2012 GMC Sierra 1500

Many drivers deem the 2012 GMC Sierra 1500 to be a good, full sized pick-up truck, even as they believe it’s a little dated compared to the Ram 1500 and the Ford F-150.

They like the power that comes with the Sierra’s V8 engine and the truck’s fuel economy. All in all, it’s a truck for someone who needs a reliable and capable vehicle and who doesn’t care too much about flash.


General Info
Vehicle Type: Truck Base Price: $22,195.00
Fuel Tank Capacity: 26 gallons (98l) MPG: 15 city / 20 hwy
Length: 205.6 in. (522.2 cm) Wheel Base: 119 in. (302.2 cm)
Height: 73.6 in. (186.9 cm) Width: 80.0 in. (203.2 cm)
Curb Weight: 4460 lbs (2023 kg) Ground Clearance Front: 7.7 in. (19.5 cm)
Cargo Volume: 60.7 cu ft Maximum Seating: 3 people
Engine: Vortec V6 OHV 2WD Displacement: 4.3 Liter
Horsepower: 195 HP Max RPM: 4600 RPM
Torque: 260 lb-ft @ 2800 rpm Transmission: 4-Speed Automatic
Max Towing Capacity: 4800 lbs (2177 kgs) Maximum Speed: NA
Available Trims & Engine
Option:SL 4.8L V8 VVT MSRP: $30,125; MPG: 14 city / 19 hwy
Option:SLE 4.8L V8 VVT MSRP: $27,965; MPG: 14 city / 19 hwy
Option:SLT 5.3L V8 SFI MSRP: $36,555; MPG: 15 city / 21 hwy
Option:XFE 5.3L V8 VVT MSRP: $34,895; MPG: 15 city / 21 hwy
Option:Denali – 6.2L V8 403 HP 2WD MSRP: $45,485; MPG: 13 city / 18 hwy


Reviewers found the base V6 engine weak and the four speed automatic transmission that comes with the V6 and the 4.8 liter V8 engines woeful. Test drivers found the truck’s turning radius too large. But the 4.8 liter V8 engine delivers 302 horsepower and 305 lb-ft of torque and the driver can also opt for a mighty 5.3 liter V8 engine that brings 315 horsepower and 335 lb-ft of torque.

Even more powerful is the engine that comes with the Denali. This 6.2 liter V8 engine gives 403 horsepower and 417 lb-ft of torque. These last two engines also come with a six speed automatic transmission. All the Sierra’s engines save the V6 can run on ethanol.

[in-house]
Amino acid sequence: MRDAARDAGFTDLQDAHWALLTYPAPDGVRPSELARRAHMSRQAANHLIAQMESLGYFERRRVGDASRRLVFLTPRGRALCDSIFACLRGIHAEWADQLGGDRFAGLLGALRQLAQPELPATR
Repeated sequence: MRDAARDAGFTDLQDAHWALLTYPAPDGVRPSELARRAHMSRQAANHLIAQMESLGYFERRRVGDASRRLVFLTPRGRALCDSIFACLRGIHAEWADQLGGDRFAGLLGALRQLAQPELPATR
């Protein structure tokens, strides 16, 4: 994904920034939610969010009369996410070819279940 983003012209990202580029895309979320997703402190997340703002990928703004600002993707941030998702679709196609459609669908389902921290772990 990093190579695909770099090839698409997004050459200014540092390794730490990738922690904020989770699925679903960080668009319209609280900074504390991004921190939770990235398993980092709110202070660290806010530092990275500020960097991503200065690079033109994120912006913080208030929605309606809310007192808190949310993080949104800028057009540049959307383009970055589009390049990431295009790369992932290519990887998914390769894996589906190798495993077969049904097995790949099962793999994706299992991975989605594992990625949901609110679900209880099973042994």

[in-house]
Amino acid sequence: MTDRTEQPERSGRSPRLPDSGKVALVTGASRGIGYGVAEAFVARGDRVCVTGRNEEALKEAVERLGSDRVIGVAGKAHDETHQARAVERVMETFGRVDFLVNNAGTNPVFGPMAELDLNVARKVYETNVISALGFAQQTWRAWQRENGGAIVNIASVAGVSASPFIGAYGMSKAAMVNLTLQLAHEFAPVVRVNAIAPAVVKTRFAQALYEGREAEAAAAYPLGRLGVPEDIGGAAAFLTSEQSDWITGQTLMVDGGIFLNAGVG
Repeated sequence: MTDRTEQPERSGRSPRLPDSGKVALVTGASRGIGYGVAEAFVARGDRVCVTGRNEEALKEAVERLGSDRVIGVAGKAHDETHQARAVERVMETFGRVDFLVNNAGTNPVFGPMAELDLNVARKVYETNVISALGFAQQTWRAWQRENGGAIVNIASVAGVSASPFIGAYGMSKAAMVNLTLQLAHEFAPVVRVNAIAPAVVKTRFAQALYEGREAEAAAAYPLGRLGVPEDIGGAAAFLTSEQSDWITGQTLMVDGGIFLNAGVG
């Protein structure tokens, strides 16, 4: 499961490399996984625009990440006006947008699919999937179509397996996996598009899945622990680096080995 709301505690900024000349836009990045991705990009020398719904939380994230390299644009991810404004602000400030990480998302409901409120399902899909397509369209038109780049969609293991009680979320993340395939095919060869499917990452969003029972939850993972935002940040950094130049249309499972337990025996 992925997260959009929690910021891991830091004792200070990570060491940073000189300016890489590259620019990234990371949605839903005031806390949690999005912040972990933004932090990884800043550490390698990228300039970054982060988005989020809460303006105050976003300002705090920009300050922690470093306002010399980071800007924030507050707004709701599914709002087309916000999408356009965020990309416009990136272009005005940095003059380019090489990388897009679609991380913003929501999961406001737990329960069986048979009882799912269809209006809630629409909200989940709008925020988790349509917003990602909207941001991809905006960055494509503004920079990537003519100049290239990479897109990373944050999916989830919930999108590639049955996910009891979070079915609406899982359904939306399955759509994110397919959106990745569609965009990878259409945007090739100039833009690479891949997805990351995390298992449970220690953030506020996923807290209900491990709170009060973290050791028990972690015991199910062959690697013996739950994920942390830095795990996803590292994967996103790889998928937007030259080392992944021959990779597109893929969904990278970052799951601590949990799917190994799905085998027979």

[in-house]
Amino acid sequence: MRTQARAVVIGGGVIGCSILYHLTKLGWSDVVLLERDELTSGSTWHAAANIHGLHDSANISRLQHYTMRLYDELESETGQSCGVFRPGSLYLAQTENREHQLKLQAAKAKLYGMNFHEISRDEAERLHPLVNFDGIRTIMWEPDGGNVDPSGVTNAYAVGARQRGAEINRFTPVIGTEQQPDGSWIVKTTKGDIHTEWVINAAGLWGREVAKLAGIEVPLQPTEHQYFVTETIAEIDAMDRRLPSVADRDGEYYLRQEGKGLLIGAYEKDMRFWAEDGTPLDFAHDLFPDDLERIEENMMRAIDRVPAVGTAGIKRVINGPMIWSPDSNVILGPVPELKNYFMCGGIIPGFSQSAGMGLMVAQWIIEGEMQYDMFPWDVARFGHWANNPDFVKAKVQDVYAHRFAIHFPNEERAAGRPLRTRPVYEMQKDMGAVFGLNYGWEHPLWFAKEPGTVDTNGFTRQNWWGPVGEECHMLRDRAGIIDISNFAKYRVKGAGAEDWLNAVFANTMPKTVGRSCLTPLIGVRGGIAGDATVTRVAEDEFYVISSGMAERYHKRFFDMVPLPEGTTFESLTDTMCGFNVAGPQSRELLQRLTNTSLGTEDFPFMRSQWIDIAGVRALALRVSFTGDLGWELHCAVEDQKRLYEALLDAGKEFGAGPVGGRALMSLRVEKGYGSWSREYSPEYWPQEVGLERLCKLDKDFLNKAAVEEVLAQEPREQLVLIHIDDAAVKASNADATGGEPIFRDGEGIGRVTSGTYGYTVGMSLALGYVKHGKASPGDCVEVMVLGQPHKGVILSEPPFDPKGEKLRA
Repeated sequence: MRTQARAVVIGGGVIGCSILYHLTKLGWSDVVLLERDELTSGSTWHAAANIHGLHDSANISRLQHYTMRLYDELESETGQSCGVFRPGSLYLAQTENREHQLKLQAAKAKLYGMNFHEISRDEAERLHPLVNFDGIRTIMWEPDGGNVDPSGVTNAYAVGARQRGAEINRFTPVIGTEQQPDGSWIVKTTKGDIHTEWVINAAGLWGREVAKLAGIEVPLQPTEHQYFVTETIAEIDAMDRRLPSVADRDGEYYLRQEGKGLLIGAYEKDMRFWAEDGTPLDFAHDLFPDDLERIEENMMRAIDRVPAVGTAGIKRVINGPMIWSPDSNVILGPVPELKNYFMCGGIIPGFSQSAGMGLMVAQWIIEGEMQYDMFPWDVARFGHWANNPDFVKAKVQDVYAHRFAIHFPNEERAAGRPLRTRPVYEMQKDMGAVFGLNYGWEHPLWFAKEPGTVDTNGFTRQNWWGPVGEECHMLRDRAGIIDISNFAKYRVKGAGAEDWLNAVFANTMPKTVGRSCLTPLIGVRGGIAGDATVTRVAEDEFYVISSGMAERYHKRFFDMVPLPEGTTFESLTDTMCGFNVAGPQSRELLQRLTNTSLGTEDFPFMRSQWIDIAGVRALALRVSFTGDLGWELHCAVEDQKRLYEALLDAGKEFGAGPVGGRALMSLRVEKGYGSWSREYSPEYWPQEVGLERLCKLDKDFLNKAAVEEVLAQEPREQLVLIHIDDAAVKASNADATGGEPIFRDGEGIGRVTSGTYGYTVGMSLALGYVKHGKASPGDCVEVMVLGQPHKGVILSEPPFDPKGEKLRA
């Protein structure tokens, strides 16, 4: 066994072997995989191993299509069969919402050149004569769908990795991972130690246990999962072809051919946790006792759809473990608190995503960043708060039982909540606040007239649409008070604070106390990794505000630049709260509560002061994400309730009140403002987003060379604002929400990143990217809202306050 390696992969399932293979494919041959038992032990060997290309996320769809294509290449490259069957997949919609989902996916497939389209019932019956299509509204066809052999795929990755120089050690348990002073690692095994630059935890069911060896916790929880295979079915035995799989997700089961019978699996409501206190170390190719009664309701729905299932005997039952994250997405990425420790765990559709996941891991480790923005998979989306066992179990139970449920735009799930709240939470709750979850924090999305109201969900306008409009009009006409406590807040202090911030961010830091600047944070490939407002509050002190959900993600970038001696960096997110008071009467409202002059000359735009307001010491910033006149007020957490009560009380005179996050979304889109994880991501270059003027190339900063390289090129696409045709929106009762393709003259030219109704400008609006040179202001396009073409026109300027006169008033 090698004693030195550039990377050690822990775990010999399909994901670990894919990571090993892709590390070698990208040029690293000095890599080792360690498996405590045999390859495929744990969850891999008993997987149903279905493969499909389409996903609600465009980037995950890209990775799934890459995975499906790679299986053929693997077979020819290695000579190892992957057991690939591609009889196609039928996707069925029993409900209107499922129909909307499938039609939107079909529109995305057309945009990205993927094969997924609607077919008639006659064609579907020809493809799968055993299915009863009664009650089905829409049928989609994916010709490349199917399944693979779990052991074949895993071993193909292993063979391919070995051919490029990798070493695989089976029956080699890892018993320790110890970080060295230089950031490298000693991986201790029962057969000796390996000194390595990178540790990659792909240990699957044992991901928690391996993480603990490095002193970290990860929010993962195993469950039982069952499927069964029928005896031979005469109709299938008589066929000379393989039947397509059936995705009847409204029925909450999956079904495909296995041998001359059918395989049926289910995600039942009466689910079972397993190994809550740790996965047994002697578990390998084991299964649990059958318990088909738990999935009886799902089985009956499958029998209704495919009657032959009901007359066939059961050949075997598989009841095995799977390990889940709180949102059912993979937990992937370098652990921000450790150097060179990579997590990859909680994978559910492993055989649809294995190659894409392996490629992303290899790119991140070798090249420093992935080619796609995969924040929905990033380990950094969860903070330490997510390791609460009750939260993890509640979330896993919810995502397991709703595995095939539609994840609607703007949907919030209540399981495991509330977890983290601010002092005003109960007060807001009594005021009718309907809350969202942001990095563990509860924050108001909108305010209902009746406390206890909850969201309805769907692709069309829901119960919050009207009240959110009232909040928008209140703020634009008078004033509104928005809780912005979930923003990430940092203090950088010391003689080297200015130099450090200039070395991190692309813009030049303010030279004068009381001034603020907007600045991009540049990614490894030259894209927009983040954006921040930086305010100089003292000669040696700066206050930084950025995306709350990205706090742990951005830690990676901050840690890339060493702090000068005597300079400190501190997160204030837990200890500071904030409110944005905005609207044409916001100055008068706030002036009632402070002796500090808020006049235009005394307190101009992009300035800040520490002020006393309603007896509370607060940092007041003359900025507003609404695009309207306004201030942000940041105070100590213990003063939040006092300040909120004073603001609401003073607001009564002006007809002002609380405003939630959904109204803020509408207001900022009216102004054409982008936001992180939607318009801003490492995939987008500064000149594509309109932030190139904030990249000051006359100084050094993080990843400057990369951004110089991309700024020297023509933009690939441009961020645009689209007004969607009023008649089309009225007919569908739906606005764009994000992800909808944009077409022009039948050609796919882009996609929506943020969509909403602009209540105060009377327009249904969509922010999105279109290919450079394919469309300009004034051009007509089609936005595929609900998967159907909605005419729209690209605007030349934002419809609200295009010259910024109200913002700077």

The truck gets 15 miles per gallon in the city and 22 mpg on the highway. It comes in several trims, which starts with the Work Truck or WT and moves up to the Denali. The Sierra comes in a variety of cabs and beds and in two or four wheel drive.

Despite its size, test drivers enjoyed the way the Sierra 1500 handled, though it is nothing like a car’s. The ride is fairly comfortable. The steering is balanced and the brakes are responsive. But what reviewers really liked was the Sierra’s capacity to haul and tow. All of the trims are able to tow a minimum of 7,000 pounds and haul a minimum of 1,513 pounds. Still the Ford F-150 can tow even more than this.


Reviewers complained that the look of the truck was old fashioned, and not in a good way.


Reviewers found the Sierra 1500’s interior un-exiting. It seats from a minimum of three to a maximum of six people and has standard vinyl seats, though you can ask for cloth seats at no extra cost. Only on the SLT and the Denali are leather seats standard.

As for features, the base Sierra 1500 has manual A/C, a radio, power outlets and cruise control as standard, but it can be fitted with all manner of bells and whistles, including remote start, a heated steering wheel wrapped in leather and Bose audio. One benefit of such simple features in the base trim is that they’re easy to operate.

The Sierra’s interior cargo space, which means storage bins and cubbies, is average.


The 2012 GMC Sierra 1500 excelled in crash tests sponsored by the federal government, but didn’t particularly shine in tests conducted by other institutions. It even received a marginal ranking for roof strength from one institute.


The Sierra 1500 has a standard three year or 36,000 mile basic warranty and got a four out of five ranking from J.D. Power and Associates. However, the Sierra had one safety recall that concerned the front seat belts.


Reviewers appreciated that the Sierra can haul and tow a great deal of cargo and that its interior was roomy enough. They also liked its fuel economy.


Reviewers thought the Sierra’s interior features were inferior in all of its trims and they found its four speed transmission paltry.


This segment of trucks are usually dominated by the Ford F-150 (MSRP $23,500; 17 city / 23 hwy) and Chevy Silverado (MSRP $22,195; 17 city / 23 hwy) along with the Sierra, but when Toyota introduced the Tundra (MSRP $25,155; 16 city / 20 hwy), it got just a little more crowded.

Overall Rating
71 out of 100

What others say:

“Three different body styles are available, with the standard Regular Cab having very little space behind its front seats for anything other than narrow objects.”Car Connection

“Being these are large pickups, there’s noticeable body lean in fast turns and quick changes of direction with the base suspension. The Z71 suspension improves handling only slightly. The steering is nicely weighted, if a bit numb, and the brakes are responsive with fine pedal feel.”Consumer Guide

“Even over the roughest surfaces, the 2012 GMC Sierra 1500 truck’s cabin remained calm, bothered neither by noise or vibration. While the 4.3-liter V6 is adequate for most light jobs, we prefer the pulling and passing power provided by the 5.3-liter V8.”KBB

“The 2012 GMC Sierra 1500 is a worthy competitor among fresher rivals, bolstered by a wide range of body styles, capable performance and a comfortable ride.”Edmunds